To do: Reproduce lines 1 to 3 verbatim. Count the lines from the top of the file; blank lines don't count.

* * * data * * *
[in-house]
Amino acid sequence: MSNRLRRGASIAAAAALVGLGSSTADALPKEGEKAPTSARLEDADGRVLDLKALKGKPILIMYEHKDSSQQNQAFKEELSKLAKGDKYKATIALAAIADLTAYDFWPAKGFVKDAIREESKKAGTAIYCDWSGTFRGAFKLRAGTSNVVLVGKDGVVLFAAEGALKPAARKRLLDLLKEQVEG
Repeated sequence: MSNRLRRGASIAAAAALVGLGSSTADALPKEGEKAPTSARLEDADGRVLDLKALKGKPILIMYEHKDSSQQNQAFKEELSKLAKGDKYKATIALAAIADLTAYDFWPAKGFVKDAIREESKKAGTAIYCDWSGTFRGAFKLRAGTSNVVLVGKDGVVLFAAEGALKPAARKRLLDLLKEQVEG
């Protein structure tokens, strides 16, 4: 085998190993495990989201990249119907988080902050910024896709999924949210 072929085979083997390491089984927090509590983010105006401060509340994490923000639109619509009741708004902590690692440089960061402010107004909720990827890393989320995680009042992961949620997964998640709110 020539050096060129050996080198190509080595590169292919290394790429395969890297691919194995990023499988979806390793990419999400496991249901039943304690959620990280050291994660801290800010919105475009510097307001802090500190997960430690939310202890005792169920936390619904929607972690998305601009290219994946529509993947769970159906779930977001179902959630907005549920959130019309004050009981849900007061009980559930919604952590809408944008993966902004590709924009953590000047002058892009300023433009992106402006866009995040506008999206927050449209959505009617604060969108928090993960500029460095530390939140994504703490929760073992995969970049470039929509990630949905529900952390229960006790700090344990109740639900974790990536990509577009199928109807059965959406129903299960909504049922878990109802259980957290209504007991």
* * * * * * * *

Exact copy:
[in-house]
Amino acid sequence: MSNRLRRGASIAAAAALVGLGSSTADALPKEGEKAPTSARLEDADGRVLDLKALKGKPILIMYEHKDSSQQNQAFKEELSKLAKGDKYKATIALAAIADLTAYDFWPAKGFVKDAIREESKKAGTAIYCDWSGTFRGAFKLRAGTSNVVLVGKDGVVLFAAEGALKPAARKRLLDLLKEQVEG
Repeated sequence: MSNRLRRGASIAAAAALVGLGSSTADALPKEGEKAPTSARLEDADGRVLDLKALKGKPILIMYEHKDSSQQNQAFKEELSKLAKGDKYKATIALAAIADLTAYDFWPAKGFVKDAIREESKKAGTAIYCDWSGTFRGAFKLRAGTSNVVLVGKDGVVLFAAEGALKPAARKRLLDLLKEQVEG